Class wins with Patterson and some of the others were a regular occurrence but nothing is ever guaranteed in rallying. The 2006 Circuit of Ireland is a case in point.
‘I was co-driving with Tommy Doyle and we were leading the class by a good margin but the driveshaft broke on Easter Monday up in Malin Head,’ Ruth recalled.
Experience and experiences are very much part of the rally fabric and that 2007 season included winning a class award in the Dunlop National Rally Championship with Charleville’s Kieran Daly (Ford Focus).
‘It was great to travel to different events all around the country, it was a big challenge. A 4Right in Donegal is a bit different to a 4Right in West Cork.’
But that was all part of the journey.
‘I was co-driving with Wesley (Patterson) for three seasons. It was better to be with one driver rather that changing all the time, you get accustomed to each other’s ways and you build up trust,’ Ruth explained.
The pair won the two-wheel drive award at Lurgan Park, a popular one-day event within the confines of the park. Ruth was also the first to win the Bridie Roberts Memorial Award (highest placed female competitor) at the Rally of the Lakes in Killarney in 2008. Another award that merited special mention is the Johnny Whyte Memorial Award at the Banna Rally – awarded to the highest finishing West Cork crew.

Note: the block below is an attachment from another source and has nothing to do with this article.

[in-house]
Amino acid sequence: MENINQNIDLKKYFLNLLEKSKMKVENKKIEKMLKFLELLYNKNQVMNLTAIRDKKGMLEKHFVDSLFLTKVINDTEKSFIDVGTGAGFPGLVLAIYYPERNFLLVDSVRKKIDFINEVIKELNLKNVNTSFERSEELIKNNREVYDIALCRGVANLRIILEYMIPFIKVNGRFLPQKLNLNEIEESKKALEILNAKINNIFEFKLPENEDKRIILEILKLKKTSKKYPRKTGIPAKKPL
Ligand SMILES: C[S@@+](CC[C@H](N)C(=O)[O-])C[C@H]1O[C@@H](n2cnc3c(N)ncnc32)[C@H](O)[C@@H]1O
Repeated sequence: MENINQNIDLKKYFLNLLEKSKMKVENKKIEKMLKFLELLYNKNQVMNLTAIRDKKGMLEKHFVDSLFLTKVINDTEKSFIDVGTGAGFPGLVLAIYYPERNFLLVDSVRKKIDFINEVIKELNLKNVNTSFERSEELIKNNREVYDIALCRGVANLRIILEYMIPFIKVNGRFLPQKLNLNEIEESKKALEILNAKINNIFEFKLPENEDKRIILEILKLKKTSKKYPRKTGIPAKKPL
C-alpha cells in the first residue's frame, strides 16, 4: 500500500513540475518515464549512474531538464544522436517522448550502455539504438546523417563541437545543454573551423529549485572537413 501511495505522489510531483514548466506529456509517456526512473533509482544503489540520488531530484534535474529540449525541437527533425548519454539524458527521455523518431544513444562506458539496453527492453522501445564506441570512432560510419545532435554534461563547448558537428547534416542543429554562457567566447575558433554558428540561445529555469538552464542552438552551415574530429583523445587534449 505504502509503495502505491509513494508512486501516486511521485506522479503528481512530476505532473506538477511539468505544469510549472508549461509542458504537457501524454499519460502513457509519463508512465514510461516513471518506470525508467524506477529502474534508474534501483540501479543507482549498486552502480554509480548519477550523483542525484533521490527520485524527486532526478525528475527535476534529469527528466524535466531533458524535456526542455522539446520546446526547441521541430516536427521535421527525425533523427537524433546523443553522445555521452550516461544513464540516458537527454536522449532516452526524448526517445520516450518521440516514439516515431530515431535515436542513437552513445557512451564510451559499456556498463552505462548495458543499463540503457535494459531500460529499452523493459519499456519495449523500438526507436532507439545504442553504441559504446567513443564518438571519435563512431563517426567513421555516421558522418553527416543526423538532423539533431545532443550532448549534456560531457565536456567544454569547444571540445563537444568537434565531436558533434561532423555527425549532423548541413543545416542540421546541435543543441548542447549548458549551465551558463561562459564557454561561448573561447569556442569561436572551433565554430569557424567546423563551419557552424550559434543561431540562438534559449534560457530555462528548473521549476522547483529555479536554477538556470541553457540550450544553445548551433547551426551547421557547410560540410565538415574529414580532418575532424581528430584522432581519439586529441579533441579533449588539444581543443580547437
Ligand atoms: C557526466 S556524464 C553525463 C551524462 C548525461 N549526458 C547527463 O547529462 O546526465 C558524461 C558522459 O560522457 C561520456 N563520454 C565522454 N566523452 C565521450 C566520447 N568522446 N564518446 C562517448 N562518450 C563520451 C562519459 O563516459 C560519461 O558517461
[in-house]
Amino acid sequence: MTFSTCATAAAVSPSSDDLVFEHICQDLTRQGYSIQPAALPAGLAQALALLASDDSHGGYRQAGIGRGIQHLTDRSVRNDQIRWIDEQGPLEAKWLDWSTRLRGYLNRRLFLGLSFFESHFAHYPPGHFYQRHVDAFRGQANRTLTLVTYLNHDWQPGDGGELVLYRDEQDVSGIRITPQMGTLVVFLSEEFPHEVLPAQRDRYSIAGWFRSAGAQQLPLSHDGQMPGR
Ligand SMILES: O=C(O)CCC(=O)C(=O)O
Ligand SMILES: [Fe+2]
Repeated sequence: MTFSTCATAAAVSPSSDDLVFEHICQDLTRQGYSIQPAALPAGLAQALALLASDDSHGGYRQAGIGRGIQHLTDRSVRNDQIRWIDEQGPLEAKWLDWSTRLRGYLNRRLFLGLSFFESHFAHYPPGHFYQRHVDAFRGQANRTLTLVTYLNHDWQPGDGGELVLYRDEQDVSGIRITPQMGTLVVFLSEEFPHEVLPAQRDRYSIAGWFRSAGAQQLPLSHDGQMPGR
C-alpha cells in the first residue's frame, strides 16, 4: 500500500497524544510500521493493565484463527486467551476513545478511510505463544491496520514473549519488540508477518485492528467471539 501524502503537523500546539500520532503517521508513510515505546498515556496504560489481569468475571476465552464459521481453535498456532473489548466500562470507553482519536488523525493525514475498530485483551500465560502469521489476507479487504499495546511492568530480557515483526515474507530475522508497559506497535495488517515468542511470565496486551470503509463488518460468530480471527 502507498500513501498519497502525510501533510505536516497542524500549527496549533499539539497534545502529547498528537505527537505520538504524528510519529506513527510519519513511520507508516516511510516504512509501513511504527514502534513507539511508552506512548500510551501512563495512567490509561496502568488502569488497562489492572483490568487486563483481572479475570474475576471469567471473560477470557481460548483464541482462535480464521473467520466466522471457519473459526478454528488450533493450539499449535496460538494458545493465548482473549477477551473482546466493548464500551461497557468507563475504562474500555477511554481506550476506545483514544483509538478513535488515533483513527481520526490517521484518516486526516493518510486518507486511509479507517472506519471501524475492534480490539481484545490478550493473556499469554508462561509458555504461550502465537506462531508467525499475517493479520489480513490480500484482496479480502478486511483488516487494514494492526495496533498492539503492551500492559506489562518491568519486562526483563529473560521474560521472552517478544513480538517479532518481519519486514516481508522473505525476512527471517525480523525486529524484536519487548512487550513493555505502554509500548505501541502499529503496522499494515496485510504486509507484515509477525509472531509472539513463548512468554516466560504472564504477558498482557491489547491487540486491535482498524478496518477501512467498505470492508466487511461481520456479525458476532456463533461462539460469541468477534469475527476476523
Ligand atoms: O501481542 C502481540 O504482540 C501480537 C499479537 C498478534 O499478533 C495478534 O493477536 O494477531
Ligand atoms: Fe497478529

‘Liam (McCarthy) and I won it in 2011 and a few years later (2015) Jason (her husband) won it with Andy Mahon co-driving. To have it in the house twice was nice,’ she said.
Towards the end and whether it was co-driving with her brother or husband, Ruth’s views were changing.
‘In the beginning I really didn’t think about it as much but as time moved on I thought a lot more about safety. You know, you are out of the one household and if something did go wrong,’ she said. However, she acknowledged progress.